1. What is Baron Energy Inc. (“Baron”)? What is its purpose?

Baron Energy (“Baron”) (OTCPK: BROE) is a publically-traded, independent oil and gas company based in San Marcos, Texas. Baron operates oil and gas properties in Texas. We are currently managing a consortium of oil and gas non-operated working interest partners and building a portfolio of producing properties in South Texas with the goal of monetizing the portfolio once certain value metrics are achieved. Additional information can be found at www.baronenergy.com.

2. Who is Baron’s management team and what is their experience level?

Our management team includes seasoned executives with more than 37 years of industry experience each. The team has both major oil company and private oil company owner/operator experience across multiple disciplines. We cover most of the upstream disciplines and also have extensive experience in business development and public company management.

3. What is the timing of the exit strategy?

In late 2015 we set a time line of 3-5 years to achieve our portfolio targets. This was based upon our experience and the type properties we had planned to pursue. With our first full year now behind us, we have set our exit target date to 2019. We believe, given our progress over the past year and the data base we now have, that we can aggregate enough properties to achieve our exit goals within this time-frame.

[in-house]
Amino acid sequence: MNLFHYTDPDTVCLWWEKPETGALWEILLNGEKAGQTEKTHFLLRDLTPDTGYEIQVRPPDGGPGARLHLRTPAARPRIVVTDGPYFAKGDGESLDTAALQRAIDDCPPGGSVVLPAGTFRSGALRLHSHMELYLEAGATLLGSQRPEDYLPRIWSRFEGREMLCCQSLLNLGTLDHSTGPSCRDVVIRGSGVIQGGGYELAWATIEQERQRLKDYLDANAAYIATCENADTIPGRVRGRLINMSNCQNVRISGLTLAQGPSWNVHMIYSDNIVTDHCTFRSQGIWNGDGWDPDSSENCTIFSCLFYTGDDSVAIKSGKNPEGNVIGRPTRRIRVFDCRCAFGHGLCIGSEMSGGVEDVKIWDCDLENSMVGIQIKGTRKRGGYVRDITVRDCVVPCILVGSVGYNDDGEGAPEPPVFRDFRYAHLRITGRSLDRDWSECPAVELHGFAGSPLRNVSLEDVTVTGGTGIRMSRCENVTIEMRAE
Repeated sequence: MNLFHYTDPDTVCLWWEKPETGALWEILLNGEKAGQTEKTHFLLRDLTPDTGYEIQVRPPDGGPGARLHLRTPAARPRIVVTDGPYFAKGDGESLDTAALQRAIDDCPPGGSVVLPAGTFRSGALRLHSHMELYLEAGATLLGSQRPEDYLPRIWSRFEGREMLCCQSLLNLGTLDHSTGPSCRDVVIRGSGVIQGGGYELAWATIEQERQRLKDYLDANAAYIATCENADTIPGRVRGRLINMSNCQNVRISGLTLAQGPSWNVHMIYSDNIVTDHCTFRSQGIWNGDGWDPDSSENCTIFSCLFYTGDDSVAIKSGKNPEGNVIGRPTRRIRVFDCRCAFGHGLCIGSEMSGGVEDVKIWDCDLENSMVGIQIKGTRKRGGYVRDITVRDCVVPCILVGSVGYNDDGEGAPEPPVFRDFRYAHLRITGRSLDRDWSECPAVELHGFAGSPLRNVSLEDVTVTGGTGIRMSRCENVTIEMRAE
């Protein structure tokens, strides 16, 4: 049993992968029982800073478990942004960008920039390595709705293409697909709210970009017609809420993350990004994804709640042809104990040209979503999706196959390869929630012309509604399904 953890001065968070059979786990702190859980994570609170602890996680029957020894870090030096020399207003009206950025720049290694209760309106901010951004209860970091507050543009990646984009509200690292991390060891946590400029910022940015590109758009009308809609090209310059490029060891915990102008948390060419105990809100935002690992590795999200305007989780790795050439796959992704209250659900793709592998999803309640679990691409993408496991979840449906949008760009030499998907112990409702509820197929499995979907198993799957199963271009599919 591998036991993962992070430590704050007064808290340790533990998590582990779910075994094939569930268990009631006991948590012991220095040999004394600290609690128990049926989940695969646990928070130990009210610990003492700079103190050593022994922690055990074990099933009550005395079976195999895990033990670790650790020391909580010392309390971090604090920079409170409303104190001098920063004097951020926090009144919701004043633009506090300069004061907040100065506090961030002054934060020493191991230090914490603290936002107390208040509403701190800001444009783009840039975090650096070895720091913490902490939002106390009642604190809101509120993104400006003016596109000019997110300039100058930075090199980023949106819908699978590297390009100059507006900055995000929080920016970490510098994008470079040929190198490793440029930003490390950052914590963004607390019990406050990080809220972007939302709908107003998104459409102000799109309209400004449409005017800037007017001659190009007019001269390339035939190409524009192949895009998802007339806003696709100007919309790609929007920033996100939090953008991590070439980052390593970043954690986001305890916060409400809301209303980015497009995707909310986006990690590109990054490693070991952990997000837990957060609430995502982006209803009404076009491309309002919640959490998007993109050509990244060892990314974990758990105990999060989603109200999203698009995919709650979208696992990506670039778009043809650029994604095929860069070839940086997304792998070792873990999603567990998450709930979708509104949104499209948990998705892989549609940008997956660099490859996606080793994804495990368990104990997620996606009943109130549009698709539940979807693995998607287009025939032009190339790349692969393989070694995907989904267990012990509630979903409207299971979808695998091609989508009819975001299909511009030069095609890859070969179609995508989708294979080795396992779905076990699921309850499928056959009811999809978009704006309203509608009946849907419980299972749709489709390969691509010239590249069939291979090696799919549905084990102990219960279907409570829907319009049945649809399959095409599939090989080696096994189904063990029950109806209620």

4. What is Baron’s current focus area? Why was this area chosen?

We chose South Texas as our Focus Area because it is a major oil and gas producing area in which we have worked since 2014. Our focus is on 17 counties with more than 122,000 well bores, stacked pay scenarios in many areas, and more than 1.6 million barrels of oil equivalent production per day. We believe we have sufficient opportunity to acquire properties that meet our criteria in the time-frame we have allocated if we focus on this area. We also prefer to operate properties within a 100 mile radius of our office in order to take advantage of operating efficiencies.

5. What type of properties does Baron target for acquisition?

We seek to acquire producing properties with upside potential. This upside can be well workovers, recompletions, and/or new drilled wells. We plan to have a balanced mix of shallow oil wells (less than 5,000 feet) and vertical and horizontal oil wells. Our primary focus is on oil production.

6. What is the valuation range for the targeted portfolio?

Our goal is to aggregate a sufficient number of the right kind of properties over a 2-3 year period such that the portfolio will have substantial value versus the amount of investment. Our valuation target is 3-10 times investment. Our experience leads us to believe this is a reasonable target. The higher range of our valuation will be realized if we can acquire properties with substantial upside via future drilling locations.

7. Does Baron’s management team have experience with this type of business model?